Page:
When it comes to serving your clients, do you follow a specific model that drives your behavior or are you winging it? Do you think your clients can tell the difference? You bet they can. Unfortunately, most financial professionals are winging it when it comes to how they stay in touch with their clients and how they provide ongoing client service.
Many of the most successful financial professionals I have interviewed have a specific client service model. It drives their behavior as well as the behavior of their staff. Here are some important things to consider as you create your own model.
3 types of client interaction
1. Transactional – You and your staff must have the systems in place and the standards set that allow you to deliver superior transactional service. Good systems help keep you from making mistakes. Good standards ensure proper response times. Great transactional service should be a given. Every one of your clients expects this from you. It’s enough to keep many of your clients with you, but it won’t create true client loyalty or generate referrals. There has to be more to your relationships.
2. Value added – Here’s where you have a chance to start building loyalty and referability. You probably already know if you don’t continue to add value to the relationship, then you are no longer necessary. For your “A “clients, you should think of 12 touches per year. The number of meetings you have are determined by the complexity of their situation. Many advisors are turning to a concept I call “themed meetings.” They create a value-centered theme for each meeting and most of their phone calls. If you’d like some ideas about themed meetings, just send an email to firstname.lastname@example.org and put the words “Themed Meetings Report” in the subject line. We’ll get this free report to you right away.
3. Business friendships – When I talk about business friendships, I don’t mean telling your clients your deepest, darkest secrets. I mean getting to know your clients on a more personal level and letting them know you in that way. It amazes me how many advisors think they have to keep an arms-length distance from their clients. The truth is most of your clients would like you to be their business friend.
One advisor I was talking to recently told me he’s convinced the only part of his newsletter his clients read is the section about his family and other personal interests.
There are many things you can do to establish and enhance your business friendships. Client appreciation events are a common and effective way. More personal events, such as dinner, lunch, a round of golf or a trip to the theater, are also effective. Following your clients’ sports interests or the progress of their children are two great things to do.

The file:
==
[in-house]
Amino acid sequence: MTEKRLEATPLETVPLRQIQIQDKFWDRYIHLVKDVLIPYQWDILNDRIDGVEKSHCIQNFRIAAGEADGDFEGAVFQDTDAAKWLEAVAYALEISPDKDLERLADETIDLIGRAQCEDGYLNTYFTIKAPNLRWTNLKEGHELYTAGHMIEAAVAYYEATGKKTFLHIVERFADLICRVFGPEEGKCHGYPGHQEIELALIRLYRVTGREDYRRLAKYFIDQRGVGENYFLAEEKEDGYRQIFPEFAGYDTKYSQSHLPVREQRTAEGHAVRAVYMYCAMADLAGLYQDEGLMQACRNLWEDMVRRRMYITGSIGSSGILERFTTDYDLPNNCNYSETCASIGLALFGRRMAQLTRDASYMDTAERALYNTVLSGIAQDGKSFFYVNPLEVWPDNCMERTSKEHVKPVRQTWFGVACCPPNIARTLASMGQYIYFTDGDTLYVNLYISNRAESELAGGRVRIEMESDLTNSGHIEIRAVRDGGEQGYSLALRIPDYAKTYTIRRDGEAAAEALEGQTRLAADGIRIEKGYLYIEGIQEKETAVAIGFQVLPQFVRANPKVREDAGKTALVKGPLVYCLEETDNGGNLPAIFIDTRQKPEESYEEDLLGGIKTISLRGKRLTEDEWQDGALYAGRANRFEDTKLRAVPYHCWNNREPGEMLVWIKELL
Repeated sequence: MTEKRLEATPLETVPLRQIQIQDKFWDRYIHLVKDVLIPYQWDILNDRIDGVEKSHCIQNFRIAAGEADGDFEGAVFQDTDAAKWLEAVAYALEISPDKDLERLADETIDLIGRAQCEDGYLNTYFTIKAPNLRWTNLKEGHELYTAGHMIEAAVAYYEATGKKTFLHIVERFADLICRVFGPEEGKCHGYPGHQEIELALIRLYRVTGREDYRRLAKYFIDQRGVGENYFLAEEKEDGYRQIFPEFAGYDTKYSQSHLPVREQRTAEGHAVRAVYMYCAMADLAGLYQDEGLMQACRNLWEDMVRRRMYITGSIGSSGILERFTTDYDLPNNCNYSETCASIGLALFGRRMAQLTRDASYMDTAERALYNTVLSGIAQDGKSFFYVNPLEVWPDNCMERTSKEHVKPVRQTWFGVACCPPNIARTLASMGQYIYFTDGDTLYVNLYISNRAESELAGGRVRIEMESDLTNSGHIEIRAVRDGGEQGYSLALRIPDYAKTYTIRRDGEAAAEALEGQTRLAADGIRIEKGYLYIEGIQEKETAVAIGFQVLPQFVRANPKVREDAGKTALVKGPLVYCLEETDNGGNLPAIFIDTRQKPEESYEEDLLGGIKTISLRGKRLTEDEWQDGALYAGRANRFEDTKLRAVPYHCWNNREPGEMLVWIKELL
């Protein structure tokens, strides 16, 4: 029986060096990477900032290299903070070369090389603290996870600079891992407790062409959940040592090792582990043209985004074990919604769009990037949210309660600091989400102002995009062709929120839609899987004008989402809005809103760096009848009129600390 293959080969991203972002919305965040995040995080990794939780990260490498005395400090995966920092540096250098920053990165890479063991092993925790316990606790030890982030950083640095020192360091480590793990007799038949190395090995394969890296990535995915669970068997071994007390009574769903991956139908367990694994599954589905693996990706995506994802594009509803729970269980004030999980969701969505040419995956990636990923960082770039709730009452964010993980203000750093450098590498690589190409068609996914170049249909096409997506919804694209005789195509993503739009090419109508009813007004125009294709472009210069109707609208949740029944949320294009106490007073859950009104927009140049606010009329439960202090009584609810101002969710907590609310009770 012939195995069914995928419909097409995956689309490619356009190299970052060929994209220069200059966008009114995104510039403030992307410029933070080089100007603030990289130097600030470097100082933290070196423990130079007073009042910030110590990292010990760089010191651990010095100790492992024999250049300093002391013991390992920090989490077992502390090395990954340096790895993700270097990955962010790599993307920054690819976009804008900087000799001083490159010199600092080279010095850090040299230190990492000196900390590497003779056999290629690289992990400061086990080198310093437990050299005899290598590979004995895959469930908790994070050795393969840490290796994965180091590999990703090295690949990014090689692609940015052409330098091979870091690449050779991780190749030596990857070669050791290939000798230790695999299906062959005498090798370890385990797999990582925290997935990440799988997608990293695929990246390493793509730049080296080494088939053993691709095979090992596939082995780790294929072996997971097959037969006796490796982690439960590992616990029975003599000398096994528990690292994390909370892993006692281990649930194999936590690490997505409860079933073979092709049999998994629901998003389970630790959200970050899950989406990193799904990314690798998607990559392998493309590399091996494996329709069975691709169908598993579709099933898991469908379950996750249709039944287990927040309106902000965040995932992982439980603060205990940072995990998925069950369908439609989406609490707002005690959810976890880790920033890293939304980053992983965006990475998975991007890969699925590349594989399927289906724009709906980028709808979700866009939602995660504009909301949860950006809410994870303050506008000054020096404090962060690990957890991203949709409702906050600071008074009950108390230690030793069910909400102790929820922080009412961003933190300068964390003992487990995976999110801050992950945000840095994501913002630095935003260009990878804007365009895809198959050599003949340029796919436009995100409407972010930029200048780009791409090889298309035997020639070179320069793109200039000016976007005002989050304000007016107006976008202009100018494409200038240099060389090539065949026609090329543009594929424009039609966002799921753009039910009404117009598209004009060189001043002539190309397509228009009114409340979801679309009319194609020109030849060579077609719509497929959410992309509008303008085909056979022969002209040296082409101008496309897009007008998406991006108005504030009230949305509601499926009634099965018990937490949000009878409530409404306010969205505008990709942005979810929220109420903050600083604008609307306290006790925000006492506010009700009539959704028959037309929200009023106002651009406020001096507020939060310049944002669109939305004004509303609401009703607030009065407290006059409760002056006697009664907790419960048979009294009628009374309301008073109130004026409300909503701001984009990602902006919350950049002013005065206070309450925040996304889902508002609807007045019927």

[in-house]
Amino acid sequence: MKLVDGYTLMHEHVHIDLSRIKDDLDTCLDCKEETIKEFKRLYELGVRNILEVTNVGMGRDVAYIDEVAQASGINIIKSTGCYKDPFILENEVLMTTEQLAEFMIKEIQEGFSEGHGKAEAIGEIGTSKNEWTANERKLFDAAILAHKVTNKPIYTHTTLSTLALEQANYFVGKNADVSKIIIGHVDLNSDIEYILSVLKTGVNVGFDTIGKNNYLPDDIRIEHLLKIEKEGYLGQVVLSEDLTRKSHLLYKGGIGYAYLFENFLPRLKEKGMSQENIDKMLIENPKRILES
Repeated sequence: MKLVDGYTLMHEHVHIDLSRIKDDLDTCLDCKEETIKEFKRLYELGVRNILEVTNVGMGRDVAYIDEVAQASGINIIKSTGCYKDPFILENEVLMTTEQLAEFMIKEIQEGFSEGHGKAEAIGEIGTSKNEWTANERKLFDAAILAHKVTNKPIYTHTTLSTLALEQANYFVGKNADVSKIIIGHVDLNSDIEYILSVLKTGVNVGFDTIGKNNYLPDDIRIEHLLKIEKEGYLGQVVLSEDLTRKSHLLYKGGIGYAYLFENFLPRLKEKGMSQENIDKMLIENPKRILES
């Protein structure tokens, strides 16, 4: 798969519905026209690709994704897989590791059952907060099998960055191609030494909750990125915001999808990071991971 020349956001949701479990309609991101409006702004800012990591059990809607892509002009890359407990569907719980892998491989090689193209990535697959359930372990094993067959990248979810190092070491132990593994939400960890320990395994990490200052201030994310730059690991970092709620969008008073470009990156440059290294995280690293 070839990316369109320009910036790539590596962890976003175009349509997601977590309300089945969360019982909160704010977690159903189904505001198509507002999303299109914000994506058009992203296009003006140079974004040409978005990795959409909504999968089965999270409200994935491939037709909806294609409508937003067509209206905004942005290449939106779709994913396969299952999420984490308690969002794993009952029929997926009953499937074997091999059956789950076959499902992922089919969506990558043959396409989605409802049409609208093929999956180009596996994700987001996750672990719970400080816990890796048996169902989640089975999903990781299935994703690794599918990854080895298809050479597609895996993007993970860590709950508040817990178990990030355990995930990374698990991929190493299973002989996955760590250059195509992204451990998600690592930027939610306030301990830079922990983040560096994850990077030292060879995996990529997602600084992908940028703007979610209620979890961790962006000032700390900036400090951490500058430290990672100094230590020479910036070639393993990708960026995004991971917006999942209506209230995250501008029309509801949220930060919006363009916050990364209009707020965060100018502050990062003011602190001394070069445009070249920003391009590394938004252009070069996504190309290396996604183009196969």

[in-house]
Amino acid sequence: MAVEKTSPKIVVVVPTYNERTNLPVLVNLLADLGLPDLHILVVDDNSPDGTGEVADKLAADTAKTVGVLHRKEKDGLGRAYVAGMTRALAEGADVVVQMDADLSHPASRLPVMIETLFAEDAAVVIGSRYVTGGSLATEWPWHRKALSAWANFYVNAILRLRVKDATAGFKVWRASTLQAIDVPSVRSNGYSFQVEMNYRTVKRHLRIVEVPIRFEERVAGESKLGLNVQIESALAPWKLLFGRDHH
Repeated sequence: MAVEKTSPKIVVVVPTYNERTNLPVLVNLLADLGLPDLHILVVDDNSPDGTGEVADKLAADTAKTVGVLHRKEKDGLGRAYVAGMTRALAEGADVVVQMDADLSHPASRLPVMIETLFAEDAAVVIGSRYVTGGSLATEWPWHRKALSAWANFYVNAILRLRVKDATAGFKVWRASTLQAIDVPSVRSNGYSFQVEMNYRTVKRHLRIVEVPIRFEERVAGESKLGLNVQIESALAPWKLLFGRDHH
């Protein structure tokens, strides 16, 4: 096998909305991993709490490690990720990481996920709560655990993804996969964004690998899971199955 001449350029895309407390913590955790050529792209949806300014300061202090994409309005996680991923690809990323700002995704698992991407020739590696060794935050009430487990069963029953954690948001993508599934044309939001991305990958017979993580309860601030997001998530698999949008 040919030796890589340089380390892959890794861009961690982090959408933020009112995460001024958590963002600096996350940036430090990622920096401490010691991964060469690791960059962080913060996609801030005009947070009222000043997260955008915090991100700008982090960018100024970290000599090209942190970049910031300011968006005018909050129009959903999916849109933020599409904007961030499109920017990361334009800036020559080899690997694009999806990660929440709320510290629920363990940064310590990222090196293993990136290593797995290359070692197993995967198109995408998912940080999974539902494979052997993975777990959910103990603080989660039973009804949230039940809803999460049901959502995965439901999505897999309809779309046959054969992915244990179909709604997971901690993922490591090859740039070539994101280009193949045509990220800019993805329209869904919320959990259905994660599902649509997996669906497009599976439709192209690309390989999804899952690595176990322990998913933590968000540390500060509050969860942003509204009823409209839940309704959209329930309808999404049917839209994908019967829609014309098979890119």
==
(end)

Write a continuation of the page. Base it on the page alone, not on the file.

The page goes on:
There is something magical that can happen in a business relationship when you break bread at a client’s house or yours. Don’t miss these opportunities. In fact, structure them into your client service model.
Make a list of everything you can do to build value for your clients and everything you can do to build business friendships. Now you are ready to start your client service matrix.
Segment your client base
The ideal way to craft your client-service model is to think in terms of a matrix. To do this, you must first segment your client list into A, B, C, and why clients. (Your why clients are the ones you’ve had for many years, and you wonder why you keep them on the books.) The concept of segmenting your book is certainly not a new one. But have you done it? Have you done it lately?
If you want to keep and attract more A clients, you need to be perfectly clear on who is an A client for you. Clear intentions produce clear results. Vague intentions produce vague results. Are you crystal clear on who you want to attract to your business? Have you written it down? Does everyone on your staff or team know? Can you articulate it clearly and succinctly with your clients?
Now take that list of everything you can do to add value and build business friendships and create a matrix. Your A clients get everything. They get the first-class “wow” treatment. Your B clients get a subset of that list, and your C clients get a little less.
Too much to do right now?
Does the thought of this matrix seem a bit daunting? Maybe you have a lot of clients. OK — at least do this for your A clients. To keep your clients loyal and to stimulate more referrals, work from a client-service model. Get your A clients to see and feel the difference in how you are attending to them. Stop winging it when it comes to client service. Have a plan and follow it.
For more on referrals, see:
Bill Cates recently released The Referral Advantage Video Training Program. He is the author of “Get More Referrals Now!” and “Don’t Keep Me a Secret!” and is offering a free subscription to his referral newsletter. Go to www.referralminute.com. To contact Bill, send him an email: email@example.com.